In 2009, Als worked with the performer Justin Bond on “Cold Water,” an exhibition of paintings, drawings, and videos by performers, at La MaMa Gallery. In 2010, he co-curated “Self-Consciousness,” at the VeneKlasen/Werner gallery, in Berlin, and published “Justin Bond/Jackie Curtis.” In 2015, he collaborated with the artist Celia Paul to create “Desdemona for Celia by Hilton,” an exhibition for the Metropolitan Opera’s Gallery Met. In 2016, his debut art show “One Man Show: Holly, Candy, Bobbie and the Rest” opened at the Artist’s Institute. In 2017 he curated “Alice Neel, Uptown” at the David Zwirner Gallery in New York City.
Als is an associate professor of writing at Columbia University’s School of the Arts and has taught at Yale University, Wesleyan, and Smith College. He lives in New York City.
Literati is excited to welcome poet Sue William Silverman in celebration of her new poetry collection If the Girl Never Learns: Poems. Sue will be joined by fellow poets Keith Taylor, Elizabeth Schumhl, and Marc Sheehan who will be reading from their own work.
About If the Girl Never Learns:
From the opening lines, it’s clear The Girl at the center of these poems is damaged–which is another way to say she’s a survivor. If the Girl Never Learns moves from the personal to the mythic to the apocalyptic, because The Girl would do anything, even go to hell, to save her soul. So, she resists, takes action to overturn society’s suffocating ideal of Good Girldom. The poems’ sense of breathlessness reflects The Girl’s absolute need to control her own destiny, to outrun her past, while at the same time chasing a future she alone has envisioned and embodied. Because The Girl is, above all else, a badass.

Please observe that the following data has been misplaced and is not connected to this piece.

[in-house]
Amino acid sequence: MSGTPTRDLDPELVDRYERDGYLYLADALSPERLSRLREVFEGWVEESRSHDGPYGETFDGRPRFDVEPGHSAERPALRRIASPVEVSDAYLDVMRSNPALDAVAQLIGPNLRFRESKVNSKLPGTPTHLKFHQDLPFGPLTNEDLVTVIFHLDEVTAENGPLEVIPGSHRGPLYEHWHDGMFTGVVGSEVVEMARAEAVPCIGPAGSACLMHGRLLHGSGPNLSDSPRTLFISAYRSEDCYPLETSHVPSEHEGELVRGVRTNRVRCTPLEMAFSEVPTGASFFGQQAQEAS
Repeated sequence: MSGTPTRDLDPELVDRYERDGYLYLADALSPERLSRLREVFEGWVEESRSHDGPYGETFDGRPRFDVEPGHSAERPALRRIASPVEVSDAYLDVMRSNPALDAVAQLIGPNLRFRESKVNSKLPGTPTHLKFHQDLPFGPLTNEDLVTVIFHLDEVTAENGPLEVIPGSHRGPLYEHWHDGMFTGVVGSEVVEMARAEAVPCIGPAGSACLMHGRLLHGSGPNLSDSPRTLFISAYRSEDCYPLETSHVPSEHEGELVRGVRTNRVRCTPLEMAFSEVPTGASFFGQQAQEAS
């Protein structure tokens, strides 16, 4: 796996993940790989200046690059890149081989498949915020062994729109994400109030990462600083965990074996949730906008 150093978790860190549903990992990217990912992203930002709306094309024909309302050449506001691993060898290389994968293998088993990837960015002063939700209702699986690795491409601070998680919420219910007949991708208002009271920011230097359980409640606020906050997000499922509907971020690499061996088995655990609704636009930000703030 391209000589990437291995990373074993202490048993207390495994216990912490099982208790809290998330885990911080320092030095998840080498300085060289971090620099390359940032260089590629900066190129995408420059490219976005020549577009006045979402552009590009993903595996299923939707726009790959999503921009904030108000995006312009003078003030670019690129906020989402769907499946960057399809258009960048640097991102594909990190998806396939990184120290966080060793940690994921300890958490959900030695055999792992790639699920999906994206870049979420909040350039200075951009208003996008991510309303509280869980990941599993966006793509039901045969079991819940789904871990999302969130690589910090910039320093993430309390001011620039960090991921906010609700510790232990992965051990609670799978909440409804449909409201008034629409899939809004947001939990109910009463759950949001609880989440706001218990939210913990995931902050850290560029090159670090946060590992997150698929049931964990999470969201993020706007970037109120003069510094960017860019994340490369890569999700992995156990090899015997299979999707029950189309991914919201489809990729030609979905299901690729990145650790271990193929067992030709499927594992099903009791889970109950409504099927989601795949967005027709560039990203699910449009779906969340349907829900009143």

Sue William Silverman’s first poetry collection is Hieroglyphics in Neon. She is also the author of four books of creative nonfiction. Her most recent book, The Pat Boone Fan Club: My Life as a White Anglo-Saxon Jew, was a finalist in Foreword Reviews’ INDIEFAB Book of the Year Award. Her memoir, Because I Remember Terror, Father, I Remember You, won the AWP Award, and Love Sick: One Woman’s Journey through Sexual Addiction is also a Lifetime TV original movie. Her craft book is Fearless Confessions: A Writer’s Guide to Memoir, and she teaches in the MFA in Writing Program at Vermont College of Fine Arts.
The poet Marc Sheehan is a life-long Michigan resident. He has earned degrees from Western Michigan University, Central Michigan University and the University of Michigan, where he received a Major Hopwood Award in Poetry. His honors also include grants from the Michigan Council for the Arts and Humanities, and the National Endowment for the Arts. He has served as Writer Center Coordinator at the Urban Institute for Contemporary Art in Grand Rapids, and has reviewed books for both the Lansing Capital Times and On the Town.
Elizabeth Schmuhl is a multidisciplinary artist whose work appears in Michigan Quarterly Review, The Rumpus, Paper Darts, PANK, Hobart, Pinwheel, and elsewhere. She has worked at various nonprofits, including the John F. Kennedy Center for Performing Arts, and currently works at the University of Michigan, Ann Arbor.
Keith Taylor has published many books over the years: collections of poetry, a collection of very short stories, co-edited volumes of essays and fiction, and a volume of poetry translated from Modern Greek.
Chamber Music, directed by Katri Ervamaa. Featuring music by Mozart, Bach, Beethoven, Dvorak, and others. April 20, 2pm and April 22, 6pm, Keene Theater. Free.